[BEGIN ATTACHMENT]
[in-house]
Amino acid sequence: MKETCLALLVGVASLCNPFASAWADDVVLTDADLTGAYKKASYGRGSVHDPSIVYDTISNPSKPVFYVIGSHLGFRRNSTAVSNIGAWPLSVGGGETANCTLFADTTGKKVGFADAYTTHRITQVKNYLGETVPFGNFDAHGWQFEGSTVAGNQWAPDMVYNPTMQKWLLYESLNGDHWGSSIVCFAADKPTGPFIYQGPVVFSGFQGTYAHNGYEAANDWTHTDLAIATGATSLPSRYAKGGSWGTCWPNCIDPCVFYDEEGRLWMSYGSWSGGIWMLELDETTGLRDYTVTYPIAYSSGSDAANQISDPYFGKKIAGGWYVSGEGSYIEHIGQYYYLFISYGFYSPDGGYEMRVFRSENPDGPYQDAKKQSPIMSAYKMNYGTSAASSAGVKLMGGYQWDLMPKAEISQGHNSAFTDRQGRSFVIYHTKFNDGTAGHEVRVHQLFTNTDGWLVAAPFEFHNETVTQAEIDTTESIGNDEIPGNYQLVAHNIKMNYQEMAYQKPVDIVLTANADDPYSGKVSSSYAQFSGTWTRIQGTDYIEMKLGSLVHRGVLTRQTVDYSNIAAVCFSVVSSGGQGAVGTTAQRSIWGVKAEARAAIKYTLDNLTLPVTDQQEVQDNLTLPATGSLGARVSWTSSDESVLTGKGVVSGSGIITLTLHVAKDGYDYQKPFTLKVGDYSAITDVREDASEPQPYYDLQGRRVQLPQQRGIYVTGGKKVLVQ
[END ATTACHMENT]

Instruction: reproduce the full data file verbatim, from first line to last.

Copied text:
[in-house]
Amino acid sequence: MKETCLALLVGVASLCNPFASAWADDVVLTDADLTGAYKKASYGRGSVHDPSIVYDTISNPSKPVFYVIGSHLGFRRNSTAVSNIGAWPLSVGGGETANCTLFADTTGKKVGFADAYTTHRITQVKNYLGETVPFGNFDAHGWQFEGSTVAGNQWAPDMVYNPTMQKWLLYESLNGDHWGSSIVCFAADKPTGPFIYQGPVVFSGFQGTYAHNGYEAANDWTHTDLAIATGATSLPSRYAKGGSWGTCWPNCIDPCVFYDEEGRLWMSYGSWSGGIWMLELDETTGLRDYTVTYPIAYSSGSDAANQISDPYFGKKIAGGWYVSGEGSYIEHIGQYYYLFISYGFYSPDGGYEMRVFRSENPDGPYQDAKKQSPIMSAYKMNYGTSAASSAGVKLMGGYQWDLMPKAEISQGHNSAFTDRQGRSFVIYHTKFNDGTAGHEVRVHQLFTNTDGWLVAAPFEFHNETVTQAEIDTTESIGNDEIPGNYQLVAHNIKMNYQEMAYQKPVDIVLTANADDPYSGKVSSSYAQFSGTWTRIQGTDYIEMKLGSLVHRGVLTRQTVDYSNIAAVCFSVVSSGGQGAVGTTAQRSIWGVKAEARAAIKYTLDNLTLPVTDQQEVQDNLTLPATGSLGARVSWTSSDESVLTGKGVVSGSGIITLTLHVAKDGYDYQKPFTLKVGDYSAITDVREDASEPQPYYDLQGRRVQLPQQRGIYVTGGKKVLVQ